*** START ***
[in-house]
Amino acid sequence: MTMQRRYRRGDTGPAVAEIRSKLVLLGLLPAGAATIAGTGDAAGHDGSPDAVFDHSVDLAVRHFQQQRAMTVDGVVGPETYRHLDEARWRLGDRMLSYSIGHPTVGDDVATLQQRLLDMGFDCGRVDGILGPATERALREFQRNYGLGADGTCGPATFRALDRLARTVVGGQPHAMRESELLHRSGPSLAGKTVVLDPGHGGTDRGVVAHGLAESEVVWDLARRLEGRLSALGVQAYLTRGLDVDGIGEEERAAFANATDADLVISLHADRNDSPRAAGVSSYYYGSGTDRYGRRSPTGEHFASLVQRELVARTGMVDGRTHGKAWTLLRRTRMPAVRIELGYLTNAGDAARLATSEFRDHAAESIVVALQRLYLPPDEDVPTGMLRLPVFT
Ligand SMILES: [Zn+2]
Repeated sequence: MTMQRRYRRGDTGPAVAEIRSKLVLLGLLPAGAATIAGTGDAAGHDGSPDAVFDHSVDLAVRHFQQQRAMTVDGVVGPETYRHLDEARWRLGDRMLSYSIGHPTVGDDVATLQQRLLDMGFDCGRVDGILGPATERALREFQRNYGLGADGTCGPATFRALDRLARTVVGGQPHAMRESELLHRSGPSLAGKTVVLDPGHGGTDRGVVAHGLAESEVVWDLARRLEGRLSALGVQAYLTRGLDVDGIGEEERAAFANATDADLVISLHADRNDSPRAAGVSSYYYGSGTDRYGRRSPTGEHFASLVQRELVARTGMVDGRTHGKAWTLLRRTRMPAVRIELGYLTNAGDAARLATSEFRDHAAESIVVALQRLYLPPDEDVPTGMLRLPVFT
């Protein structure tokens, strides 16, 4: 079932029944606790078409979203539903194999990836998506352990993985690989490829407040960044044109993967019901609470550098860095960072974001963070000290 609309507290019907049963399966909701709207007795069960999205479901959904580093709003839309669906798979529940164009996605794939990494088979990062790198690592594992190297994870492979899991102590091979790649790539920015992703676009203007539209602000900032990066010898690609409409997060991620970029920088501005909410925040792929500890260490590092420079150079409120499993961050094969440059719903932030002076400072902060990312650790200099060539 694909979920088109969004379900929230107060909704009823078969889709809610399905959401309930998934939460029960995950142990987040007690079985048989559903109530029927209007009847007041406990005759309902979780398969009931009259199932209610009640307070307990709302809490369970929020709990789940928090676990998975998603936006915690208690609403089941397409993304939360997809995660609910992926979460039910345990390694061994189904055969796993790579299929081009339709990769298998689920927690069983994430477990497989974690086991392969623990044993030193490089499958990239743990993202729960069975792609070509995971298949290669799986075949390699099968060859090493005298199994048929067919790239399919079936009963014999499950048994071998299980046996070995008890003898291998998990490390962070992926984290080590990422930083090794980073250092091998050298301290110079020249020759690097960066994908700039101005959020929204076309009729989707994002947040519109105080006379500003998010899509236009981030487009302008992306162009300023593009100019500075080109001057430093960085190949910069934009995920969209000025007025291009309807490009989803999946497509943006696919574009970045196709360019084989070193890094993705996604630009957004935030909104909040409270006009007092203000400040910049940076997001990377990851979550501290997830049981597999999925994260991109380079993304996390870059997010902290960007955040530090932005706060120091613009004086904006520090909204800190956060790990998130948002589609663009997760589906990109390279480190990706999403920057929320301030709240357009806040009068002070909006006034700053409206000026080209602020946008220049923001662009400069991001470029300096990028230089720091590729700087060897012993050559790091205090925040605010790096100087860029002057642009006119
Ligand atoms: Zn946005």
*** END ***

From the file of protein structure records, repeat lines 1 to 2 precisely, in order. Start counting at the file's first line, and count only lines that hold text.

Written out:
[in-house]
Amino acid sequence: MTMQRRYRRGDTGPAVAEIRSKLVLLGLLPAGAATIAGTGDAAGHDGSPDAVFDHSVDLAVRHFQQQRAMTVDGVVGPETYRHLDEARWRLGDRMLSYSIGHPTVGDDVATLQQRLLDMGFDCGRVDGILGPATERALREFQRNYGLGADGTCGPATFRALDRLARTVVGGQPHAMRESELLHRSGPSLAGKTVVLDPGHGGTDRGVVAHGLAESEVVWDLARRLEGRLSALGVQAYLTRGLDVDGIGEEERAAFANATDADLVISLHADRNDSPRAAGVSSYYYGSGTDRYGRRSPTGEHFASLVQRELVARTGMVDGRTHGKAWTLLRRTRMPAVRIELGYLTNAGDAARLATSEFRDHAAESIVVALQRLYLPPDEDVPTGMLRLPVFT